These are just a few of the characteristics that coaches seek in student-athletes. All coaches are different, so some may put more emphasis on one of these things characteristics than another.

When Can College Coaches Actively Recruit

The NCAA requires that universities follow a specific recruiting calendar. These recruiting calendars vary for different sports as well as different divisions (Division 1 & Division 2). To get a better understanding of what coaches can do and when they can do it, take a look at the recruiting calendars for your specific sport on the NCAA website. Below are a few examples of different sports and their recruiting calendars.

NCAA Division I Football Recruiting Guide:

Freshman/Sophomore Year Can fill out recruiting materials such as questionnaires. Can initiate telephone calls with college coaches, but college coaches are unable to initiate contact with them.

Junior Year Can fill out recruiting materials. Can receive one telephone call from a coach during the period of April 15 – May 31. Athletes can take one official visit anytime between April 1 and the Sunday prior to the last Wednesday in June.

Senior Year Can receive telephone calls up to once per week after September 1 of senior year. Can make off-campus contact after July 1 and prior to senior year (during contact periods). Official visits allowed after September 1 of senior year.

NCAA Division I Men’s Basketball Recruiting Guide:

Freshman/Sophomore Year Can fill out recruiting materials such as questionnaires. Unlimited phone calls are permitted beginning June 15 at the conclusion of sophomore year. Can initiate telephone calls with college coaches at any time. Can begin taking unofficial visits after August 1 of sophomore year.

Junior Year Coaches can have off-campus contact with athletes following the first day of classes junior year. Other than during the April recruiting period, all contact must be at the educational institution. May take a maximum of five official visits beginning August 1 of junior year through the end of junior year. Official visits are not allowed during ‘dead’ recruitment periods.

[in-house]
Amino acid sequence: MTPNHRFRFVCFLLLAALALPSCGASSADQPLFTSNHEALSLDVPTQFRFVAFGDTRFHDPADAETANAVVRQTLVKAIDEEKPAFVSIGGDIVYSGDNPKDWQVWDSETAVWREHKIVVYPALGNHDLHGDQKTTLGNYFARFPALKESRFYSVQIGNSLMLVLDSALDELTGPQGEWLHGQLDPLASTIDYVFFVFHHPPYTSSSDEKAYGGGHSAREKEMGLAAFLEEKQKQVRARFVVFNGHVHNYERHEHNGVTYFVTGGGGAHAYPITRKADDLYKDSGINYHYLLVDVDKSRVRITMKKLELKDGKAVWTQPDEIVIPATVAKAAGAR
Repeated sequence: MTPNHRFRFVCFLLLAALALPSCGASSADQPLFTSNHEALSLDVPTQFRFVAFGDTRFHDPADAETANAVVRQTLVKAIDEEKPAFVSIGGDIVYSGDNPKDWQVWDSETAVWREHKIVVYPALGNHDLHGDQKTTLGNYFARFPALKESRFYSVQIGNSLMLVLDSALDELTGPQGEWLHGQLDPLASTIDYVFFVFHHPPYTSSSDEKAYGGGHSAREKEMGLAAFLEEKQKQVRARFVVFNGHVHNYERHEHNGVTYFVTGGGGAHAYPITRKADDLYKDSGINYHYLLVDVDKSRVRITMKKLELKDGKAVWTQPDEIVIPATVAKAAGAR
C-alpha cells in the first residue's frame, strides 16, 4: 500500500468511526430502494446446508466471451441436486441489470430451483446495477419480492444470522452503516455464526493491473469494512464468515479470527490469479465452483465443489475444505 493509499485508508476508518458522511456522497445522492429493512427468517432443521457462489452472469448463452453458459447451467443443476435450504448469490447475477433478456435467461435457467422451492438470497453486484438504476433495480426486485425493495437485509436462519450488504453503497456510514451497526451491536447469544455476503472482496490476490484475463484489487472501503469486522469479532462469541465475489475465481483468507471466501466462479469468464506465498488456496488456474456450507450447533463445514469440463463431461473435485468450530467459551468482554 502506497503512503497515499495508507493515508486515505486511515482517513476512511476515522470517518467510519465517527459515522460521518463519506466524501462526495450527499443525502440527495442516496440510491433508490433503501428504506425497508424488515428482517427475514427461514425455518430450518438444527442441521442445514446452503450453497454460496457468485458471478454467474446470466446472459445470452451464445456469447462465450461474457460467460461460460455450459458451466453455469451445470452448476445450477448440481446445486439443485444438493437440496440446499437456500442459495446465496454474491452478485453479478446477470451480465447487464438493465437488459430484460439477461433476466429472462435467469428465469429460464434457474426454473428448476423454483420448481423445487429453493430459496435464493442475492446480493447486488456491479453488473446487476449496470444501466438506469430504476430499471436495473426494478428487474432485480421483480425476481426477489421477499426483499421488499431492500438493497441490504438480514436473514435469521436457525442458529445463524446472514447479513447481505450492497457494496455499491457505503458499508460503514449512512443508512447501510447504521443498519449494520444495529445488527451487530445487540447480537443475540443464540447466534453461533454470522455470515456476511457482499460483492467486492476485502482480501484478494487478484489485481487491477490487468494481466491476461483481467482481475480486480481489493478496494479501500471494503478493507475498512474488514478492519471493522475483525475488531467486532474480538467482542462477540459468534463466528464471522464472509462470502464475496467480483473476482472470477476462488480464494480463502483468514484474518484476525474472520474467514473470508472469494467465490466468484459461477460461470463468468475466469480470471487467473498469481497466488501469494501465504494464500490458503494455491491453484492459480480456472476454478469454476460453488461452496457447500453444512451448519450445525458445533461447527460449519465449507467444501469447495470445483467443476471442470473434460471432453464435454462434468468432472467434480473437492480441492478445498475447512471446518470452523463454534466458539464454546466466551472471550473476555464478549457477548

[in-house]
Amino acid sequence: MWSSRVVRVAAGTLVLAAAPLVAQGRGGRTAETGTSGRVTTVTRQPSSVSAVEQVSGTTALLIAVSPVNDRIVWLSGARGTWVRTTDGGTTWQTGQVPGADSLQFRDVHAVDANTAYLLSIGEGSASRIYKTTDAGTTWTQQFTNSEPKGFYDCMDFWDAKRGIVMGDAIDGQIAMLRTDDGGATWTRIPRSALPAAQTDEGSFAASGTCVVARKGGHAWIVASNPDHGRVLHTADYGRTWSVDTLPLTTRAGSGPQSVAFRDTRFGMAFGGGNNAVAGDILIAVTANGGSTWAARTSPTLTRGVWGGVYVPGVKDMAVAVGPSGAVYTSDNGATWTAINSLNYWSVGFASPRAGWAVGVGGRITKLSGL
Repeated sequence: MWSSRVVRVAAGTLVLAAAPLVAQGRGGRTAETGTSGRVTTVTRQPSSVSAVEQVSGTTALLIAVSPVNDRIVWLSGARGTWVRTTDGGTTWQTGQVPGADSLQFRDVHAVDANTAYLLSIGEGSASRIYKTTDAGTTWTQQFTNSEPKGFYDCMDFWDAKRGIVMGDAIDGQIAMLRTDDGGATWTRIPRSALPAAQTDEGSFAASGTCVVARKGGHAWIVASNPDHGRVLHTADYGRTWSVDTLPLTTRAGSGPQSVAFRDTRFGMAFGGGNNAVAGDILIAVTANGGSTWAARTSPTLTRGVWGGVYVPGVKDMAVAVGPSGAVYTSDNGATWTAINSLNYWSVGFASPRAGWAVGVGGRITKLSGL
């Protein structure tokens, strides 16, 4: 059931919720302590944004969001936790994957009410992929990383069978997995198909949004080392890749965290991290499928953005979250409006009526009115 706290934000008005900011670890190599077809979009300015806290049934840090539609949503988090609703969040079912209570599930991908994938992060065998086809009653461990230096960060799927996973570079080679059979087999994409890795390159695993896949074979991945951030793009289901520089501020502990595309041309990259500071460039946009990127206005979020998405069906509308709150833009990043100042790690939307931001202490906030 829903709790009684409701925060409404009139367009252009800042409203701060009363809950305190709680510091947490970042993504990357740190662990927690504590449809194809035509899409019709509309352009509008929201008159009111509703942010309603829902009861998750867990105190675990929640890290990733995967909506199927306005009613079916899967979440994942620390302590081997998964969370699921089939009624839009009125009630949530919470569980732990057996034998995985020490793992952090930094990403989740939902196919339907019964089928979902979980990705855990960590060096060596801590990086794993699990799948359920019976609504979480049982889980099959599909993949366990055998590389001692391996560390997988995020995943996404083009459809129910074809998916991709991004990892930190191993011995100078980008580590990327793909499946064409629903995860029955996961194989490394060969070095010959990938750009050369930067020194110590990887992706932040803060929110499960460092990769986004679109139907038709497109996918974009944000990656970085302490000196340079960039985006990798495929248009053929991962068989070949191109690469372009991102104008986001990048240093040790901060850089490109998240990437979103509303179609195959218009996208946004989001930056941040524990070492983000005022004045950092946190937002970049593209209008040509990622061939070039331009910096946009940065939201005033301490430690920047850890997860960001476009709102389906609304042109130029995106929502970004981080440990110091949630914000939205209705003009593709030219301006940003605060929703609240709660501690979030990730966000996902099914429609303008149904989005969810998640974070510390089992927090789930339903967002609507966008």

Senior Year Off-campus contact is allowed to occur at any location. May take a maximum of five official visits beginning the day after junior year until October 15 after completion of high school.

For each specific sport, there are numerous specific requirements that coaches must abide by according to NCAA regulations. Please make sure to check the NCAA website to see when each sport’s dead and contact periods occur, as well as if your sport’s recruiting guide wasn’t listed above.

Things To Keep In Mind

Coaches Interest Doesn’t Always Equate To An Offer: Just because a coach reaches out to contact you does not mean he/she has a scholarship offer for you. Most of the time coaches are trying to learn a little bit more about you and understand if you are qualified for the next step of the recruitment process.

Do Your Part To Get Recruited: While coaches do an extensive amount of research to find the athletes that best fit their program, reaching out and contacting them is a great way to get yourself on their radar. Don’t sit around and wait to be recruited, but fill out recruitment materials, reach out to coaches via email or phone call, and make sure that coaches understand your interest for their program. Making yourself known will only help in the long run.

The Recruitment Process Doesn’t End When You Sign: Just because you have signed with a school doesn’t mean the recruiting process is really over. It’s now your job to prove to the coaches why they recruited you. Put in as much effort as possible to not only better yourself, but the program you desired to be a part of.